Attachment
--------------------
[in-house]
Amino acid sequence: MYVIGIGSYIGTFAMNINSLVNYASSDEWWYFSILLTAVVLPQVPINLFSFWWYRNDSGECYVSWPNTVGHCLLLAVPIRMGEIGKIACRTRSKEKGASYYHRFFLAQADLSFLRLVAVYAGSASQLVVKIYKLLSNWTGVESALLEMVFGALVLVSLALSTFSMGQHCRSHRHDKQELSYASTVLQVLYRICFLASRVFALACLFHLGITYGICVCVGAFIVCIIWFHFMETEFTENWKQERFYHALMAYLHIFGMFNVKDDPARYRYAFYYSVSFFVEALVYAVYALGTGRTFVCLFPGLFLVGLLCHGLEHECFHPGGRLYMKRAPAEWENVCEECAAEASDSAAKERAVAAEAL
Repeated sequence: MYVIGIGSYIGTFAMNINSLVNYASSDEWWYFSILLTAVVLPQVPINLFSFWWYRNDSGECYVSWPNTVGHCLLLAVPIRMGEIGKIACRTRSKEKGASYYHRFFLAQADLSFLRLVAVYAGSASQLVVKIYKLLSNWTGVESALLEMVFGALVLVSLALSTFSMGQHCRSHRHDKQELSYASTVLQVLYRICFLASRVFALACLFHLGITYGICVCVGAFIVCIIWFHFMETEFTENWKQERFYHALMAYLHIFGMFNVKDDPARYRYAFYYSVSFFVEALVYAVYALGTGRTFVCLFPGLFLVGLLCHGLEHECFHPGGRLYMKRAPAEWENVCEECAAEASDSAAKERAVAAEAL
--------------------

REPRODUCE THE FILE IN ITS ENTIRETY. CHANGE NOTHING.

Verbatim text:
[in-house]
Amino acid sequence: MYVIGIGSYIGTFAMNINSLVNYASSDEWWYFSILLTAVVLPQVPINLFSFWWYRNDSGECYVSWPNTVGHCLLLAVPIRMGEIGKIACRTRSKEKGASYYHRFFLAQADLSFLRLVAVYAGSASQLVVKIYKLLSNWTGVESALLEMVFGALVLVSLALSTFSMGQHCRSHRHDKQELSYASTVLQVLYRICFLASRVFALACLFHLGITYGICVCVGAFIVCIIWFHFMETEFTENWKQERFYHALMAYLHIFGMFNVKDDPARYRYAFYYSVSFFVEALVYAVYALGTGRTFVCLFPGLFLVGLLCHGLEHECFHPGGRLYMKRAPAEWENVCEECAAEASDSAAKERAVAAEAL
Repeated sequence: MYVIGIGSYIGTFAMNINSLVNYASSDEWWYFSILLTAVVLPQVPINLFSFWWYRNDSGECYVSWPNTVGHCLLLAVPIRMGEIGKIACRTRSKEKGASYYHRFFLAQADLSFLRLVAVYAGSASQLVVKIYKLLSNWTGVESALLEMVFGALVLVSLALSTFSMGQHCRSHRHDKQELSYASTVLQVLYRICFLASRVFALACLFHLGITYGICVCVGAFIVCIIWFHFMETEFTENWKQERFYHALMAYLHIFGMFNVKDDPARYRYAFYYSVSFFVEALVYAVYALGTGRTFVCLFPGLFLVGLLCHGLEHECFHPGGRLYMKRAPAEWENVCEECAAEASDSAAKERAVAAEAL